Friday, January 22, 2010

What's Happening to the Stock Market?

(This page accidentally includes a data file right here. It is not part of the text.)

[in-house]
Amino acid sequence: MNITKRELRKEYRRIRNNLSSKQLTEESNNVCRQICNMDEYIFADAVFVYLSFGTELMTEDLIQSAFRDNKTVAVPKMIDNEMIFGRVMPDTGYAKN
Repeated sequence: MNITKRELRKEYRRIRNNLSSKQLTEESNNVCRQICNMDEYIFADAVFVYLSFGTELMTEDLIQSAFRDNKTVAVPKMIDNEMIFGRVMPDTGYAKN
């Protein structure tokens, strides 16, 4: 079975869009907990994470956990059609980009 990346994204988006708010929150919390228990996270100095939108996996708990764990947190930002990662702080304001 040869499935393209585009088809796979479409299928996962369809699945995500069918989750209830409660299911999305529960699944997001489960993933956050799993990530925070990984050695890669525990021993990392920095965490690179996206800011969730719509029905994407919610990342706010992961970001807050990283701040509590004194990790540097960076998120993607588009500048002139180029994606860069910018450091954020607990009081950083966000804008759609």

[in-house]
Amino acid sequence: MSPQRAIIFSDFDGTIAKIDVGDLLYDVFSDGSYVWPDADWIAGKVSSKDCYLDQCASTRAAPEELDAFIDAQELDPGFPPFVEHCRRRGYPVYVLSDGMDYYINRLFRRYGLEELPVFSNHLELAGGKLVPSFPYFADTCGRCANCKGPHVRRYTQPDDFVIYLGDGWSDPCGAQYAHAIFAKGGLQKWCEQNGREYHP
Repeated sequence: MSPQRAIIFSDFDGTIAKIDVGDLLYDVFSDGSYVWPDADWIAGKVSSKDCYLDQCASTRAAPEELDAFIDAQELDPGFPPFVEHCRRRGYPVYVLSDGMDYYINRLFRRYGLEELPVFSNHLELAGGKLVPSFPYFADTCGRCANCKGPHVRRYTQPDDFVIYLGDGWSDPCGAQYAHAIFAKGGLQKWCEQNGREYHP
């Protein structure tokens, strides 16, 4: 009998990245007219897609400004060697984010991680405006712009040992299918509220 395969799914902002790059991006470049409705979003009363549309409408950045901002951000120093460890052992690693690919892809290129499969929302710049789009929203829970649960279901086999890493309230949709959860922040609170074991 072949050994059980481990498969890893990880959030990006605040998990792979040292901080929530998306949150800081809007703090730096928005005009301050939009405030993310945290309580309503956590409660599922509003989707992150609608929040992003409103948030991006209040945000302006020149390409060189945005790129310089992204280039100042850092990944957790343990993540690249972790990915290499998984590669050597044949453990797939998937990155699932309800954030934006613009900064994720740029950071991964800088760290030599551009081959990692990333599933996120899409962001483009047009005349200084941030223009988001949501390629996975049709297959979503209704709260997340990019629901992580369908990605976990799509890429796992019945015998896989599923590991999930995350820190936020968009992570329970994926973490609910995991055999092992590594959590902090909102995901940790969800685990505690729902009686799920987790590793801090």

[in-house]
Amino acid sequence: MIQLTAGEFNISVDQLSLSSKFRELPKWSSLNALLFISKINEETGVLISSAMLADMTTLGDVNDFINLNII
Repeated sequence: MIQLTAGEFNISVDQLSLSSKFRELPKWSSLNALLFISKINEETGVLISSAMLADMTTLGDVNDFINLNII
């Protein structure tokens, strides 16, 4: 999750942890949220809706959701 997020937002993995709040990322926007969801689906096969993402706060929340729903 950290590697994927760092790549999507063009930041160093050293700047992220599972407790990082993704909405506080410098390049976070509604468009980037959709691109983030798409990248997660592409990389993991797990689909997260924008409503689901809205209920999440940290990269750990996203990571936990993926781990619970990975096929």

I think it is interesting that the recent stock market downturn is being attributed to (take your pick): poor earnings reported for the first quarter? high unemployment? or President Obama’s harsh talk about Wall Street and the banks? I am sure there are more opinions, depending on what news or internet service you happen to listen to. I think the simple truth is that the market is scared! When the stock market doesn’t know what is happening, it gets scared. Short-term reports seem to bode ill for the economy. A longer view, however, reveals evidence to the contrary. Some reports say that early earnings reports are not so good. Today GE, which is considered to be a bellwether company in viewing the overall economy, was expected to post no more than 26 cents per share earnings for the fourth quarter, but instead reported 28 cents per share earnings! Yes, that is a big deal. Most companies have not reported yet and many won’t until sometime in February. As for the unemployment rate, it has been clear for more than six months that the unemployment rate would go to 10% plus and stay there, in all likelihood, for most of 2010. This is not news. The weekly jobless rate went up last week to over 460,000. The best measure of the unemployment rate, however, is the four-week average, which smoothes out the weekly fluctuations. That was 440,450. Illustrating its 19th straight drop, and the lowest four-week average since August 2008. Okay, then, some people think the downturn must be due to President Obama and his hard line talk. Yes, the administration is reeling from the election in Massachusetts this past week and the loss of the 60th Senate seat. But our President is a bright man and knows he has got to get something going on the economic and job fronts. You can’t blame him for tossing some blame at Wall Street, Big Banks and Washington itself since most of the country is disgusted with all three; or for talking about job creation and getting off of the health care legislation that ate up most of his first year in office and didn’t seem to sit well with the populace. What’s important is that he is not changing the way investors invest. My opinion? This is a stock market correction and I think it is but a short stop. The economy continues to improve though more slowly than most of us would like. Ed Mallon